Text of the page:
At the heart of progress in research in the field of electrophysiology and cardiovascular technology
Cardiostim, the leading world congress in the field of cardiac rhythm disturbances, will hold its 17th edition, June 16 to 19, at the Nice Acropolis Convention Center.
This inescapable, international, professional event, founded by Jacques Mugica will gather for 4 days over 5,500 scientists, from 93 countries, among whom the most prominent in the field. With the recent arrival of Philippe Ritter, the Congress Chairman, to the Bordeaux University Medical Center, Cardiostim has gained a new and expanded scientific board. These 4 days will be a prime opportunity to talk about technologic progress, debate key current topics, as well as exchange knowledge sought by an audience in search of new clinical and therapeutic techniques.
|AN EXPRESSION PLATFORM
for the most advanced current technologies. Cardiostim is a unique
meeting point for physicians, engineers and industrials, which promotes
enlightening exchanges in the clinical arena, as well as in the
technological sector, where physicians are increasingly called upon to
participate in the development of innovations.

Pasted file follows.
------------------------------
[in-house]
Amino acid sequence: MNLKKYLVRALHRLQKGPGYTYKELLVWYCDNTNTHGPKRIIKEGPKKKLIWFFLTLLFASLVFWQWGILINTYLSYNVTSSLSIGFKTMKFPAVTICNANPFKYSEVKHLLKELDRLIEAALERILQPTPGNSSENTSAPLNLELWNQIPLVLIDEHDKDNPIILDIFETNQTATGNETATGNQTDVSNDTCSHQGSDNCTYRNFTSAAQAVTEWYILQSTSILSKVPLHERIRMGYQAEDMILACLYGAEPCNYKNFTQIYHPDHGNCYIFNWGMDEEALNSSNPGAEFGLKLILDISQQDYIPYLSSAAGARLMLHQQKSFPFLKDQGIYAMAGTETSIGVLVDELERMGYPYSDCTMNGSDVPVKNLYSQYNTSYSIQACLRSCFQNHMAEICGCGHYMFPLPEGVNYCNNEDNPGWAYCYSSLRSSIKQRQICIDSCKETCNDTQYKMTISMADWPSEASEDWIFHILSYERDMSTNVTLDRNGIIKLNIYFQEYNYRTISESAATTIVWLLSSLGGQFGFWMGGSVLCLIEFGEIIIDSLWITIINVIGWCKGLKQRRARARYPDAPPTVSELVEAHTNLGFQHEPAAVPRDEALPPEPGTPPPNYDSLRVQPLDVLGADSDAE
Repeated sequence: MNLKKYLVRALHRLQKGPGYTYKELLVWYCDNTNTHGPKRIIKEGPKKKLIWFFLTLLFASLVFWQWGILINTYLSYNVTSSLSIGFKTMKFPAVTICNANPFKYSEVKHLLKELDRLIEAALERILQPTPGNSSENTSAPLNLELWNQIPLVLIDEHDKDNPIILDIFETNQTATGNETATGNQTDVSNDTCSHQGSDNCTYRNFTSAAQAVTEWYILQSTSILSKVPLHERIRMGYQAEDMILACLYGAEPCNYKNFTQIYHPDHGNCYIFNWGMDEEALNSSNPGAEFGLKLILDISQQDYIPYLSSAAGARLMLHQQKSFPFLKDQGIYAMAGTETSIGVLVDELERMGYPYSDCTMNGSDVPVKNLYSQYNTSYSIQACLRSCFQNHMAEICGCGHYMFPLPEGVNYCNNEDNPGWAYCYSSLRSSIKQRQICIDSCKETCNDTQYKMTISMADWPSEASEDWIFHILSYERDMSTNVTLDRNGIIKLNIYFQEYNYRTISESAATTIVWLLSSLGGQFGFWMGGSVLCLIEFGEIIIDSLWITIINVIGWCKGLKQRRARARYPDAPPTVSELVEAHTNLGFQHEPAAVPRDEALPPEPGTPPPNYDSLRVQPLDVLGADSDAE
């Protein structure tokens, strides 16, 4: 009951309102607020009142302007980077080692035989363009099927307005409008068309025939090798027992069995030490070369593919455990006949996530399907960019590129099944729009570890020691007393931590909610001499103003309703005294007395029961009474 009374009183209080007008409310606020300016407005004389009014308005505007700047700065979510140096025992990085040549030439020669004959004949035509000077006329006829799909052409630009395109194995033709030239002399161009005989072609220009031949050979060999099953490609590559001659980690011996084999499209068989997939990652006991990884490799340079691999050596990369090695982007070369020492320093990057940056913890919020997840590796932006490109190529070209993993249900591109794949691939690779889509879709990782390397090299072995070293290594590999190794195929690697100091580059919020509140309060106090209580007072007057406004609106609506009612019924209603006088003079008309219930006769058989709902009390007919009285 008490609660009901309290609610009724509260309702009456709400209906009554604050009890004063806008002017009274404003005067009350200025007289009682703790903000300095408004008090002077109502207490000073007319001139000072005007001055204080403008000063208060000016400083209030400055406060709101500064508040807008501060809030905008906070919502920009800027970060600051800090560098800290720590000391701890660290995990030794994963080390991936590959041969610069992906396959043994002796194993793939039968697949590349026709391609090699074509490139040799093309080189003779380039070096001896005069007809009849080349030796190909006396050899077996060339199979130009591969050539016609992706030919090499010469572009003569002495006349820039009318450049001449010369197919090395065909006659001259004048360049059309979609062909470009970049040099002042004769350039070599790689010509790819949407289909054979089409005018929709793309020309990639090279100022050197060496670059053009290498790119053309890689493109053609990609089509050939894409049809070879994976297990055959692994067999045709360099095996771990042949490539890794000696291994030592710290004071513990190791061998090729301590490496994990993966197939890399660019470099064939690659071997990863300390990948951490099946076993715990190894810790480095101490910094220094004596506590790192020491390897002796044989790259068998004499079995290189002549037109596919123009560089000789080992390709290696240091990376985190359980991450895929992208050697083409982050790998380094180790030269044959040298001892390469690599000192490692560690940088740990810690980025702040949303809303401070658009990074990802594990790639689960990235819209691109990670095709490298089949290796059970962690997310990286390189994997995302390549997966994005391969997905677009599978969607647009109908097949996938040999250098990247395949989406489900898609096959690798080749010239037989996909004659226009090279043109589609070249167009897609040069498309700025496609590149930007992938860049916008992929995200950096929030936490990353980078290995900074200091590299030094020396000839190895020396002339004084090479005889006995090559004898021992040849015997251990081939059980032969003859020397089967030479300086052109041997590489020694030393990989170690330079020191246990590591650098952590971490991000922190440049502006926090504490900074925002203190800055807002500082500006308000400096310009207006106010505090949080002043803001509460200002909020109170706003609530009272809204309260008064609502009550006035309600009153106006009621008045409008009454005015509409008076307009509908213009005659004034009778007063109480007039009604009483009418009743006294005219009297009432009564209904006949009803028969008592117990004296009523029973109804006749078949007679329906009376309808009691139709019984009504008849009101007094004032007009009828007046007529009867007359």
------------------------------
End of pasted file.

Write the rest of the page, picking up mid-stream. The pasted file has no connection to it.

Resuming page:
Philippe Ritter, Chairman of Cardiostim, “electrophysiology and
cardiovascular technology are at the dawn of a new era” with the
implementation and application of more accurate and reliable
instrumentation, which offers greater relief for patients suffering from
||A TRAINING GROUND
congress is also a recognized site of exchange of information, where training sessions in the English (EDUSTIM) and French (STIMUPRAT)
languages allow practitioners to acquire new technical knowledge for
their daily practice.
A SITE FOR DEBATES
As usual, Cardiostim will highlight the most promising techniques and will focus particularly on:
• Techniques of cardiac arrhythmia management, especially radiofrequency ablation.
• Implantation of cardiac resynchronization therapy systems with or without defibrillator, capable of preventing the development or worsening of heart failure.
• The development of instrumentation compatible with magnetic resonance nuclear imaging, currently contraindicated in recipients of implanted cardiac devices, who stand a 50% chance of needing this investigation in their lifetime.
It will pursue the developments pertaining to:
• Haïssaguerre’s syndrome* and the progress made in the study of this recently discovered genetic disorder, cause of syncope and sudden death in individuals apparently free from cardiac disease.
(*Professor Michel Haïssaguerre, Chief of the Arrhythmia Service of the Bordeaux University Medical Center has discovered this disorder)
• Progress in telecardiology and advances in remote care delivery and transmission of medical information, which will revolutionize the follow-up of pacemaker and defibrillator recipients.
Other topics relevant to this vast scientific field have also been listed on the programs of plenary sessions and workshops.